But after eight years of criss-crossing the state as first lady, she's no stranger to her new district.
Like Hamlin, McGinley is also no stranger to bedazzled spandex, having also competed on a season of Dancing with the Stars.
Bromell is also no stranger to the inner workings of the intelligence community; his father worked for the CIA for 35 years.
THE AREAS OF MY EXPERTISE was founded on a simple maxim: TRUTH MAY BE stranger THAN FICTION, but never as strange as lies.
In the experiment, a person was given money, some of which would be “invested” with a stranger.
"It's very hard for a man to talk to his son in the way that a stranger can," he said.
But when he whirled about he saw that the stranger had entered, too.
The stranger kills a deer by a remarkable shot with his bow.
It is reasonable to suppose that a man who is used to a vessel can do better with her than a stranger.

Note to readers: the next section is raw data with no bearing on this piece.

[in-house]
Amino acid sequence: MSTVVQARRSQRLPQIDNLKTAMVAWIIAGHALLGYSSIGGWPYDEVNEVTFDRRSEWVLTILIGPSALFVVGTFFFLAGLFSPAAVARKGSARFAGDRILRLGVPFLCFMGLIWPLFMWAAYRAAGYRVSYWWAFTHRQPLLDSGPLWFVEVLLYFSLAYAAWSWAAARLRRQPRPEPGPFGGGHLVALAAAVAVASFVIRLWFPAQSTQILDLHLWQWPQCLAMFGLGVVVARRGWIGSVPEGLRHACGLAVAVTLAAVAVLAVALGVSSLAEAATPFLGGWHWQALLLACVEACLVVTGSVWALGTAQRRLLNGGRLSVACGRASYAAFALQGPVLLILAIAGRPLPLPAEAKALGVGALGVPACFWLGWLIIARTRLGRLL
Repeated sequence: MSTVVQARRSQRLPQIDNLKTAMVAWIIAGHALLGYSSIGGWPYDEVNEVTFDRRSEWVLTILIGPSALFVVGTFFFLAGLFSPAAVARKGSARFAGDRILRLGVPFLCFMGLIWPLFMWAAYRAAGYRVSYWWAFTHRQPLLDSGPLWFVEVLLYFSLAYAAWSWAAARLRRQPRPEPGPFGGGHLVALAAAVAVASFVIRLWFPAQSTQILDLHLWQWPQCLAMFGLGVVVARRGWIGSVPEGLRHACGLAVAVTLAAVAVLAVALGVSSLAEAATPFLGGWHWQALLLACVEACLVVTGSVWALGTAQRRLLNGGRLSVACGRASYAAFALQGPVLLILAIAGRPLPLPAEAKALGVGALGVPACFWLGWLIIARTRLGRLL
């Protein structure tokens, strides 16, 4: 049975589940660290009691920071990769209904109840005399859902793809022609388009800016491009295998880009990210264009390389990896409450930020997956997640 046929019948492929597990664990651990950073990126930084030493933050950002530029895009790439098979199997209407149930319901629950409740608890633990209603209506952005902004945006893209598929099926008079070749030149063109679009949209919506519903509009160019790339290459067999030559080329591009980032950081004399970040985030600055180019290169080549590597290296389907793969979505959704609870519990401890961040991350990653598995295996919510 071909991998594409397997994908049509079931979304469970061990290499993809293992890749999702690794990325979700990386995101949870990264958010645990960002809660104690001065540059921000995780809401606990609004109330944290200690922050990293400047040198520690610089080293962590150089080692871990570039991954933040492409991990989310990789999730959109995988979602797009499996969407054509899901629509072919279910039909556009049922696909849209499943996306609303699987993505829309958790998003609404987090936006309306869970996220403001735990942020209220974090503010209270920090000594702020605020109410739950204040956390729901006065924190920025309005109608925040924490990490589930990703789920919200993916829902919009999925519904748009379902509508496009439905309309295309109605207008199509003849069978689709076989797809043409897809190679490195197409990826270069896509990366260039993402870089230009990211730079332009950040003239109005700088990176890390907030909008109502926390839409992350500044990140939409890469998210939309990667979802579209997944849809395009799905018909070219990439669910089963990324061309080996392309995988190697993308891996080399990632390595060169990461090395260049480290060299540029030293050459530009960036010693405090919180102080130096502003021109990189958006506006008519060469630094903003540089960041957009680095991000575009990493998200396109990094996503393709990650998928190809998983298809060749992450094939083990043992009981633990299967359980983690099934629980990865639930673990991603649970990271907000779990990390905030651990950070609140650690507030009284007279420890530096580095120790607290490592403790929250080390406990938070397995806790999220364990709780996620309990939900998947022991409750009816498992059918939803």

As I spoke, the stranger started and cast an inquiring glance at Aveline.
late 13c., "from elsewhere, foreign, unknown, unfamiliar," from Old French estrange (French étrange) "foreign, alien," from Latin extraneus "foreign, external," from extra "outside of" (see extra). Sense of "queer, surprising" is attested from late 14c. Stranger, attested from late 14c., never picked up the secondary sense of the adjective. As a form of address to an unknown person, it is recorded from 1817, American English rural colloquial. Meaning "one who has stopped visiting" is recorded from 1520s.
This word generally denotes a person from a foreign land residing in Palestine. Such persons enjoyed many privileges in common with the Jews, but still were separate from them. The relation of the Jews to strangers was regulated by special laws (Deut. 23:3; 24:14-21; 25:5; 26:10-13). A special signification is also sometimes attached to this word. In Gen. 23:4 it denotes one resident in a foreign land; Ex. 23:9, one who is not a Jew; Num. 3:10, one who is not of the family of Aaron; Ps. 69:8, an alien or an unknown person. The Jews were allowed to purchase strangers as slaves (Lev. 25:44, 45), and to take usury from them (Deut. 23:20).